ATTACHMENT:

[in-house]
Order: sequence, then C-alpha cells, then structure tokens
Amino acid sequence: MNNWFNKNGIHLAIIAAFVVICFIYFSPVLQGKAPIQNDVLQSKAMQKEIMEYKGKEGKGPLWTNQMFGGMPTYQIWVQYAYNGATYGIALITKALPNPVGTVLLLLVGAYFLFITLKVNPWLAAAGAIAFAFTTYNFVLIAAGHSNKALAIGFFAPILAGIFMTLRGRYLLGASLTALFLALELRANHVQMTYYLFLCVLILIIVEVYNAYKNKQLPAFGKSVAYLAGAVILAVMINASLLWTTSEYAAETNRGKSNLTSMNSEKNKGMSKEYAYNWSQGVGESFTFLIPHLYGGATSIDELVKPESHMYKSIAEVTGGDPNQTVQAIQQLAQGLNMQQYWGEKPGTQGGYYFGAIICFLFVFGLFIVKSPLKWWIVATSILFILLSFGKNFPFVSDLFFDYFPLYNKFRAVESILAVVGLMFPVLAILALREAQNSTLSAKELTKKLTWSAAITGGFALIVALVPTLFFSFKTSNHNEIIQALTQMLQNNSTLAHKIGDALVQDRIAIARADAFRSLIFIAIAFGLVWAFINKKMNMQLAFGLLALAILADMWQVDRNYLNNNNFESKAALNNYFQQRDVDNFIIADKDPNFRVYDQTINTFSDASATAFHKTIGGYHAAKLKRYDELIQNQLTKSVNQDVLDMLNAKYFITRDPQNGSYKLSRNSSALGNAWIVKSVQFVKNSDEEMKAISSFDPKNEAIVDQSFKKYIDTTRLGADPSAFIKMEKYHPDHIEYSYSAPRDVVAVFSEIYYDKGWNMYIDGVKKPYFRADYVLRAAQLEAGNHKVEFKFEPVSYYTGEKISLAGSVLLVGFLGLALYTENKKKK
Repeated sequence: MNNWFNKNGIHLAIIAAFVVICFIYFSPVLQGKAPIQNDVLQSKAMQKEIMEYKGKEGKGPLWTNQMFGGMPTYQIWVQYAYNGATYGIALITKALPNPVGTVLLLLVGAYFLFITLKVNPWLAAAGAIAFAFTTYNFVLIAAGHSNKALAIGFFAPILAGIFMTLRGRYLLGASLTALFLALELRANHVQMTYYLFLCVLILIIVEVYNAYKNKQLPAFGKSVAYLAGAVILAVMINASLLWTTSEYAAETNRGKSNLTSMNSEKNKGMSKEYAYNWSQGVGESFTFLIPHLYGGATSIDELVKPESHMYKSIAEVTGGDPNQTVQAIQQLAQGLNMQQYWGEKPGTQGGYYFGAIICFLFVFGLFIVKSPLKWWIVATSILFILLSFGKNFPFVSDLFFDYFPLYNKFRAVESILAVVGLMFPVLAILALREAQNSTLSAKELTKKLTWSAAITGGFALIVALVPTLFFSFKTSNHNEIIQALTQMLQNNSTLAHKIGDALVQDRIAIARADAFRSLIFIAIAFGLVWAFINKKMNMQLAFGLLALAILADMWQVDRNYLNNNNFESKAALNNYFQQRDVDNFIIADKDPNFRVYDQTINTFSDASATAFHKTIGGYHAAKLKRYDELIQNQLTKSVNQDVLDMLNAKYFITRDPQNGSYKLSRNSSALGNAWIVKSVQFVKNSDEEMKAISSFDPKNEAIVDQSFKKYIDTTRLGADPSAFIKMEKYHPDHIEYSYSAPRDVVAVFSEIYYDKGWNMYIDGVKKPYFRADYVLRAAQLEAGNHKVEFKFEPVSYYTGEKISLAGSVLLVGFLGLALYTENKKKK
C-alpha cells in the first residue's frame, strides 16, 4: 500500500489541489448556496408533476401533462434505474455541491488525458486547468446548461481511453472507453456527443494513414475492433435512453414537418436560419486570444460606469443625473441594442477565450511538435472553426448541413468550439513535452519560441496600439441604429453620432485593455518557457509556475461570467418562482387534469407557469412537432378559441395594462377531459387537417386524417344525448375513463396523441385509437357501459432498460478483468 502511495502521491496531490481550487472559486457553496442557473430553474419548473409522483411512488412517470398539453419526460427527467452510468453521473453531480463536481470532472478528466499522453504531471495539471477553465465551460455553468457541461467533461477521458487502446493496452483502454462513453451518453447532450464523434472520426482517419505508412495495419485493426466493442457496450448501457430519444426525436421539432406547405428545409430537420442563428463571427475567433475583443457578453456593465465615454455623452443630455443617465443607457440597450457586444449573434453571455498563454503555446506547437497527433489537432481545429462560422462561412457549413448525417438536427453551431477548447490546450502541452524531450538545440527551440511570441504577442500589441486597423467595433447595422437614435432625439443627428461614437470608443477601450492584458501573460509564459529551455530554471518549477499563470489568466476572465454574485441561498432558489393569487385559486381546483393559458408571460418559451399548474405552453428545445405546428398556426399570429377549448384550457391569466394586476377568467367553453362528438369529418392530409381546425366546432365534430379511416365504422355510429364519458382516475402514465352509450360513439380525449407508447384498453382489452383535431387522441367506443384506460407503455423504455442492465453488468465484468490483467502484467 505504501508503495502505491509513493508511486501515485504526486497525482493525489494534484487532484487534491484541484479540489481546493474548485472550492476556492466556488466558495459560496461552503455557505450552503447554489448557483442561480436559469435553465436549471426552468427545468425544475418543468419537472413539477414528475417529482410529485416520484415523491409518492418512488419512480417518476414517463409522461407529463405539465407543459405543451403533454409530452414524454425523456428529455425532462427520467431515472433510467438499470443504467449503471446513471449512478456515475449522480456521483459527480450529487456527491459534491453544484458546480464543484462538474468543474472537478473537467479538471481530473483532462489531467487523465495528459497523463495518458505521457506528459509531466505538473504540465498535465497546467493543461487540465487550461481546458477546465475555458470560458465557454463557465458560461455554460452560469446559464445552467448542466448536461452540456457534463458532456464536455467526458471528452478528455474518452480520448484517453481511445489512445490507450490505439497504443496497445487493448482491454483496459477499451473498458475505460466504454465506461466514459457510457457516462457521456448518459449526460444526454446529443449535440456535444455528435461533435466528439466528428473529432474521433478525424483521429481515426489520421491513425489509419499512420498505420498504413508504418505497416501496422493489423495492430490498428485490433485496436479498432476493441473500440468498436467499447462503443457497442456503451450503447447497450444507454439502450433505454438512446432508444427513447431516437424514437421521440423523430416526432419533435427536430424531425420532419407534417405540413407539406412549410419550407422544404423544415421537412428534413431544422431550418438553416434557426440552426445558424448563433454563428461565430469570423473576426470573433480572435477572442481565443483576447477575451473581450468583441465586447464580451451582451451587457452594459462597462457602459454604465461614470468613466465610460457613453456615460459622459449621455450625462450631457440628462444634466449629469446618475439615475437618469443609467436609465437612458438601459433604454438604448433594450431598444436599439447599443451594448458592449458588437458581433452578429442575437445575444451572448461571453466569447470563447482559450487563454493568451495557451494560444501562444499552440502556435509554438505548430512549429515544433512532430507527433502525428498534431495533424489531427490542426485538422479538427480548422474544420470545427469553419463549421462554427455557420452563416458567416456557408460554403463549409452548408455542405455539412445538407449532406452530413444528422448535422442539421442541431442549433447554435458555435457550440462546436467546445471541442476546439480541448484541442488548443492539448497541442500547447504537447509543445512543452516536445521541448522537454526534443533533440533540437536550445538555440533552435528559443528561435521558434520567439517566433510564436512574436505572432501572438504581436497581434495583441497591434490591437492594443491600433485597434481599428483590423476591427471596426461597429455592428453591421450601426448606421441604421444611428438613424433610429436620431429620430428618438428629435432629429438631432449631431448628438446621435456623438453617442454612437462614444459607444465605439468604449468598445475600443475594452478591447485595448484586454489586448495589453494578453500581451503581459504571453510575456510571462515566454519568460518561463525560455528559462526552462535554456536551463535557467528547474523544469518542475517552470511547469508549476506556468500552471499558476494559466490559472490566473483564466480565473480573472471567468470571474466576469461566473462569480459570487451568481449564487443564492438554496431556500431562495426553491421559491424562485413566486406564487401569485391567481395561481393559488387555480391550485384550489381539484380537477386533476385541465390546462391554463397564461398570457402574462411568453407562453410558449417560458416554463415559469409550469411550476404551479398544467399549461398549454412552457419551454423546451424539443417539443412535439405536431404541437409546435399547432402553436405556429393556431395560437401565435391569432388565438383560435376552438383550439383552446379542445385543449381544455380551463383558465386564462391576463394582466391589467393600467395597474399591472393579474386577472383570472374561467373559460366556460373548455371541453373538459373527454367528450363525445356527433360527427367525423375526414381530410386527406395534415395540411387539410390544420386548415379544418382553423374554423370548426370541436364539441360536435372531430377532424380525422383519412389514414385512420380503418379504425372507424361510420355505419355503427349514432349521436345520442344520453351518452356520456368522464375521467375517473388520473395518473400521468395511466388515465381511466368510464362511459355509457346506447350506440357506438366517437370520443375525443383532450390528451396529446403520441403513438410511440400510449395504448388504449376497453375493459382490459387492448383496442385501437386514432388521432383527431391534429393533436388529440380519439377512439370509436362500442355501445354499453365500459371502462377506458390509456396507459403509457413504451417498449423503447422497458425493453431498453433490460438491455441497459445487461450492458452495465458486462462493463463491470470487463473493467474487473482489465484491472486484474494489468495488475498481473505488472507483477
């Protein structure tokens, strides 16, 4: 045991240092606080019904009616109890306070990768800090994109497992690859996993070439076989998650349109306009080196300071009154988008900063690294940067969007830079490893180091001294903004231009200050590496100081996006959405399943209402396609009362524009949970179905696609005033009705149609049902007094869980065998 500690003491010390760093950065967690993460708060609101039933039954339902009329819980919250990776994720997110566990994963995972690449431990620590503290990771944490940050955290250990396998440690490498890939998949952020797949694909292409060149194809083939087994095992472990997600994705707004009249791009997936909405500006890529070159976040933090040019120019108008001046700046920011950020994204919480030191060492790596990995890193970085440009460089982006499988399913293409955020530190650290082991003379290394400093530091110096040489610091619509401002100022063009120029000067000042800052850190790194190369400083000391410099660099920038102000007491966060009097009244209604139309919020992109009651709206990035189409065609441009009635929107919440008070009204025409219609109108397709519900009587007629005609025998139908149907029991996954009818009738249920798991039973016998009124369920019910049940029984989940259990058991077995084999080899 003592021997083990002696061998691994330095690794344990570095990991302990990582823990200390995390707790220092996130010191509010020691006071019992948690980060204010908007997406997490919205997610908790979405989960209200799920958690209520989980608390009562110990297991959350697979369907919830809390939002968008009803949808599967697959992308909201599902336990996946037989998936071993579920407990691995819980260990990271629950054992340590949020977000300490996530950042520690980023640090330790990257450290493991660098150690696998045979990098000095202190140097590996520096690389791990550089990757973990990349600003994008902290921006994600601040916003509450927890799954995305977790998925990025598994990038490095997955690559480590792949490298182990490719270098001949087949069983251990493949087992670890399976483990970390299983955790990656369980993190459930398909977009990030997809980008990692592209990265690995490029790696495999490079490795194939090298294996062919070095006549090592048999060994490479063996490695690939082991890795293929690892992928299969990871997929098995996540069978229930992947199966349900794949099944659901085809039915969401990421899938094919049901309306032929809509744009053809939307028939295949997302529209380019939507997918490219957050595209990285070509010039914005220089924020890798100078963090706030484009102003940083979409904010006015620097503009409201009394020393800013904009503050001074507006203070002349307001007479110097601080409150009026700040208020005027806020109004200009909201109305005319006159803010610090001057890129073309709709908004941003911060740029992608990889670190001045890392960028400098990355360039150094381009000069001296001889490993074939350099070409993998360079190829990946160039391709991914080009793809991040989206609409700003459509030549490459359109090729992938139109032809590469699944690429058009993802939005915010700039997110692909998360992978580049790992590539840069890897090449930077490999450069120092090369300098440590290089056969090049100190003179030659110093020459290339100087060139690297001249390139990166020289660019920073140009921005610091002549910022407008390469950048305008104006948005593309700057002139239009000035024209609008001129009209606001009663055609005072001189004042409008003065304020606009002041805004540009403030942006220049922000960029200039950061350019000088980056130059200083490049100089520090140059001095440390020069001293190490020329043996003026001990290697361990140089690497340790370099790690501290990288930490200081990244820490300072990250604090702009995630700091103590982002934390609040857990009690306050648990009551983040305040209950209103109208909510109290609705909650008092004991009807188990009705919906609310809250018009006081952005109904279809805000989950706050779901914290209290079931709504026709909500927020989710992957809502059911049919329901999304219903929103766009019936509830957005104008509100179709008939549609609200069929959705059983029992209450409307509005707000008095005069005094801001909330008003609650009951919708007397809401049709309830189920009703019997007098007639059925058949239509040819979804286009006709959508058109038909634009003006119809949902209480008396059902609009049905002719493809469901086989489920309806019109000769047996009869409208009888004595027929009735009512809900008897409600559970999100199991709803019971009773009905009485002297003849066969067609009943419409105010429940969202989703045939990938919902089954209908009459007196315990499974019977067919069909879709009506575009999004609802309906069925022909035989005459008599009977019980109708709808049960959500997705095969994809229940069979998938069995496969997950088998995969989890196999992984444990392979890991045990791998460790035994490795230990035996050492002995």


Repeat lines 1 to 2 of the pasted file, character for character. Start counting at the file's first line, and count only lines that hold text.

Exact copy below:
[in-house]
Order: sequence, then C-alpha cells, then structure tokens